Outlined in the LNG Strategy One Year Update, released in 2013, the provincial government has three key priorities to achieve the goal of three LNG facilities by 2020: Keep B.C. competitive in the global LNG market, maintain B.C.’s leadership on climate change and clean energy, and keep energy rates affordable for families, communities, and industry.
The province wants to use the estimated revenue (about $100 billion) from LNG projects to diminish provincial debt, reduce cost burdens for families and local communities, and support services such as education. Premier Christy Clark (pictured) said last year British Columbians would begin seeing revenue from LNG in 2017.
Groups opposing LNG development in B.C. cite risks for fire, low demand for imported LNG, and greenhouse gas concerns, according to non-profit organization Dogwood Initiative.
Environment Minister Mary Polak (pictured) brought in legislation requiring LNG to meet emission standards in October 2014 in order to make the industry much cleaner. Otherwise, corporations could face penalties. The target for greenhouse gas emissions is set at one-third below 2007 levels by the year 2020.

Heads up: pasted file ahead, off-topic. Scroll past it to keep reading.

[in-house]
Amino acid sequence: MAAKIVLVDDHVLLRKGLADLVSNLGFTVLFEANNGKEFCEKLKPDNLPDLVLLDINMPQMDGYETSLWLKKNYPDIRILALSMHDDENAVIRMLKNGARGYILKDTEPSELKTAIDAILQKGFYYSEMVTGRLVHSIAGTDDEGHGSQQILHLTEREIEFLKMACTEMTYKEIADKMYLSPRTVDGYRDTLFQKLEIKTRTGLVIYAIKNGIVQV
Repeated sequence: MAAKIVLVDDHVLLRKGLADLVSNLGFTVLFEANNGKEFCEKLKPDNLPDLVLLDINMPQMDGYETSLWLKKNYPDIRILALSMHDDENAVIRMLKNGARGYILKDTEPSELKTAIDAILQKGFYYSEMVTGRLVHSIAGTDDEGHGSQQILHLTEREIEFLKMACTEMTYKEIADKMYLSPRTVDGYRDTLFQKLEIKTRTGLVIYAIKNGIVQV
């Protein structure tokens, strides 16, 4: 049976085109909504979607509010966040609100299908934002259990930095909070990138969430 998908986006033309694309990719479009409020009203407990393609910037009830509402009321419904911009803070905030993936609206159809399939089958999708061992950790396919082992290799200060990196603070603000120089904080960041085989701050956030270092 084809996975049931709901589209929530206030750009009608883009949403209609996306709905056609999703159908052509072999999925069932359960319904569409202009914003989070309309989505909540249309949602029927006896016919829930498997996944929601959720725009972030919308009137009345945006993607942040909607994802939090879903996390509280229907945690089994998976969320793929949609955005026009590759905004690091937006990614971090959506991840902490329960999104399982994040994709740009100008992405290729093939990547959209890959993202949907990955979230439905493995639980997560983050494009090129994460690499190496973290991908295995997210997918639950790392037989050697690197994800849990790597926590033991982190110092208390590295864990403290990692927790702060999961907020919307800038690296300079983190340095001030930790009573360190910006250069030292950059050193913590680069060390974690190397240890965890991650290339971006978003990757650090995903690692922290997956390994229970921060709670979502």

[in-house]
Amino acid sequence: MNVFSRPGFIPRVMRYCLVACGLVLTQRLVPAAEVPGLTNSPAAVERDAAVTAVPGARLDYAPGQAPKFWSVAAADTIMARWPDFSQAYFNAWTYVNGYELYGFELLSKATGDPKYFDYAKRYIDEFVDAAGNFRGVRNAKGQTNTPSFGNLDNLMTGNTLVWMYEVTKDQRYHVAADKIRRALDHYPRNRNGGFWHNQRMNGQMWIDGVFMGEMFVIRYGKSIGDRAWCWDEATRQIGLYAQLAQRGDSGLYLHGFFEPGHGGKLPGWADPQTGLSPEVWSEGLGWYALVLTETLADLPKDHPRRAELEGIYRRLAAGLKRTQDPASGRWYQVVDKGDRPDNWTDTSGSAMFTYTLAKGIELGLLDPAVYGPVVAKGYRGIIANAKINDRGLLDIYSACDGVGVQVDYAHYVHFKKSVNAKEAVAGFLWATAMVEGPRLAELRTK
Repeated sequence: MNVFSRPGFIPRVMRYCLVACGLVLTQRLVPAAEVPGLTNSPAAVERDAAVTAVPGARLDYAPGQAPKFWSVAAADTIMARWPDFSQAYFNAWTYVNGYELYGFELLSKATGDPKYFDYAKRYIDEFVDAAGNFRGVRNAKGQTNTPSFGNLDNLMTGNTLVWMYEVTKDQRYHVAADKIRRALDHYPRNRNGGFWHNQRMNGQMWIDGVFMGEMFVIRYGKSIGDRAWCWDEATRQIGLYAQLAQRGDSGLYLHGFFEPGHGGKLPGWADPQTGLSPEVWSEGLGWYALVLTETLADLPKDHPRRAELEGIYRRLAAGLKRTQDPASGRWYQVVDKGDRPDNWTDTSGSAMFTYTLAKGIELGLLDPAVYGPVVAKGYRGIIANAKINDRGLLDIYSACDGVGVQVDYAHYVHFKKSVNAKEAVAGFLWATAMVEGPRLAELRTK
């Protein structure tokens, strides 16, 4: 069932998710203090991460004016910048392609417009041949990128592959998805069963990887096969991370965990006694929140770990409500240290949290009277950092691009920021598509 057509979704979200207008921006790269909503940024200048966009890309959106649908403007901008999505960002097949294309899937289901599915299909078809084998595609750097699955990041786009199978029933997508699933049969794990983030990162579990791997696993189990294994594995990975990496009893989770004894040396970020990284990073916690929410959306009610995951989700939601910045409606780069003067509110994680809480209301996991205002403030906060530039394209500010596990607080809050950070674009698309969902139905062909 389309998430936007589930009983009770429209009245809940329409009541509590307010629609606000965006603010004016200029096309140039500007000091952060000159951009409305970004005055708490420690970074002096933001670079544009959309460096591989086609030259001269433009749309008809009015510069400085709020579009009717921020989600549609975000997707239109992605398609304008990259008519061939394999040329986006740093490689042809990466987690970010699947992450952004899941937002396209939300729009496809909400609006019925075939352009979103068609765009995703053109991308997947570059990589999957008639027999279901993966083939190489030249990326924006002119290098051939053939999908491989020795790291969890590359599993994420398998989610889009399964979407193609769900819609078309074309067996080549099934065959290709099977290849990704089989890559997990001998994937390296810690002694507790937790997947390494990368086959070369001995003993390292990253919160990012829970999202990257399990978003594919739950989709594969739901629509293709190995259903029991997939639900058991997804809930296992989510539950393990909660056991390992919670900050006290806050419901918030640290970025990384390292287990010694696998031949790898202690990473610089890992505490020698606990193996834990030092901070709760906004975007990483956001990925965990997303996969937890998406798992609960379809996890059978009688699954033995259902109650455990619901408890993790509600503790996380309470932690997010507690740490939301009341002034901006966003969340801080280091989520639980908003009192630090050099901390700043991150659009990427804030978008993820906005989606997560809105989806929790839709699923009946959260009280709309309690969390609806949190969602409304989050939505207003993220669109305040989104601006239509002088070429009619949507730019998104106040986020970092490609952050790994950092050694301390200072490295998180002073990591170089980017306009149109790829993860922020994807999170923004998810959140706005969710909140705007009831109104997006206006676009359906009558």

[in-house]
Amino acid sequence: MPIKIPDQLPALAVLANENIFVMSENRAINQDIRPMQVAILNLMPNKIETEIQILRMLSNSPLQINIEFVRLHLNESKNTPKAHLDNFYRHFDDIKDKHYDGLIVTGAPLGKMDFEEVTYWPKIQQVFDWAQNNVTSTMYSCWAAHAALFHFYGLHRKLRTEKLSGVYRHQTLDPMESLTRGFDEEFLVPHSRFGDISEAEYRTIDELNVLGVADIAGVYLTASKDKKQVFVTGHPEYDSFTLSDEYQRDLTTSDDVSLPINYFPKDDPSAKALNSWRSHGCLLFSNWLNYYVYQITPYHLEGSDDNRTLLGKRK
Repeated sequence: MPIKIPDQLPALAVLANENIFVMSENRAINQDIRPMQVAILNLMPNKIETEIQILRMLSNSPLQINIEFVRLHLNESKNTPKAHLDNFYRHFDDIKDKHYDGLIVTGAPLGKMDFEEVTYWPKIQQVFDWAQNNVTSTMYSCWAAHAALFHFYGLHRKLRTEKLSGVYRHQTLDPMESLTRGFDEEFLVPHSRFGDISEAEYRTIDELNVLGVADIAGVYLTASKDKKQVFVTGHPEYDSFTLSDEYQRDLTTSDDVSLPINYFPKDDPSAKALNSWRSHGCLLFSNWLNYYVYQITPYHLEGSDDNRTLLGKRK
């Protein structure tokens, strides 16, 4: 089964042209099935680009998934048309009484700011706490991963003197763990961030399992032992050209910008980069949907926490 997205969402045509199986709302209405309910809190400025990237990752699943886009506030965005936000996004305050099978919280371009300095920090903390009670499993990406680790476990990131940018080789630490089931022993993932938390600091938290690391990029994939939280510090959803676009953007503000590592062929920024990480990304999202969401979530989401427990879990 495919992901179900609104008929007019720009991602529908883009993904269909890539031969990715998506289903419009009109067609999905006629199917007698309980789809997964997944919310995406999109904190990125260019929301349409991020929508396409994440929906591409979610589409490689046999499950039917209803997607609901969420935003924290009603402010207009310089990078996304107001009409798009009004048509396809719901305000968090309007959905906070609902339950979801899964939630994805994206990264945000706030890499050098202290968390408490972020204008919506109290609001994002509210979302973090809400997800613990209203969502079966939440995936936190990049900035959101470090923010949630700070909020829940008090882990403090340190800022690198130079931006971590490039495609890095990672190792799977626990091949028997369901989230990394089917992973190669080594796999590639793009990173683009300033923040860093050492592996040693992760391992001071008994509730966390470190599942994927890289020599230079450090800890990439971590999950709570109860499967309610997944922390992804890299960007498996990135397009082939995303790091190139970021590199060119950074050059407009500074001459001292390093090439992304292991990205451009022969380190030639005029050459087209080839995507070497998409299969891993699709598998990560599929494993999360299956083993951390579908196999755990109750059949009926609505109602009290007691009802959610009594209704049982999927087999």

A factsheet by the B.C. government suggests the vast majority of run-off from rivers is untouched by industries. However, four Skeena River First Nations near Prince Rupert oppose the Petronas LNG project due to fears of what it could do to the salmon habitat, CBC News reported. (Pictured: Skeena River)
Premier Christy Clark said that B.C.’s natural gas supply is estimated at over 2,933 trillion cubic feet. With industry extracting about four trillion cubic feet of natural gas each year, that means B.C. has over 150 years of natural gas in supply, CTV News reported.
Malaysian energy giant Petronas delayed construction of an LNG terminal in Prince Rupert in December 2014, saying conditions weren't right to follow through with the project at the time. The $36-billion dollar deal would bring LNG across the Pacific in tankers to the Asian market. (Pictured: Petronas towers in Malaysia)
The provincial government signed an economic partnership agreement with two First Nations along the planned pipeline route for Kitimat LNG last April. Haisla Nation Chief Ellis Ross held a summit to address the job possibilities LNG developments near Kitimat would bring, and voiced his hopes that people from the area would be the first ones considered for these jobs. (Pictured: Kitimat)
In December 2014, Premier Christy Clark denied the NDP’s claims that she was planning on hiring temporary foreign workers to build LNG plants. “We believe that British Columbians have to be first in line for these jobs, but it's also true that there will be some need for some temporary workers to come in and support these projects when there are peaks in production and construction because we simply don't have enough people," she said. (Pictured: Clark tours FortisBC's existing Tilbury LNG facility before the groundbreaking for an expansion project in Delta, B.C., on October 21, 2014.)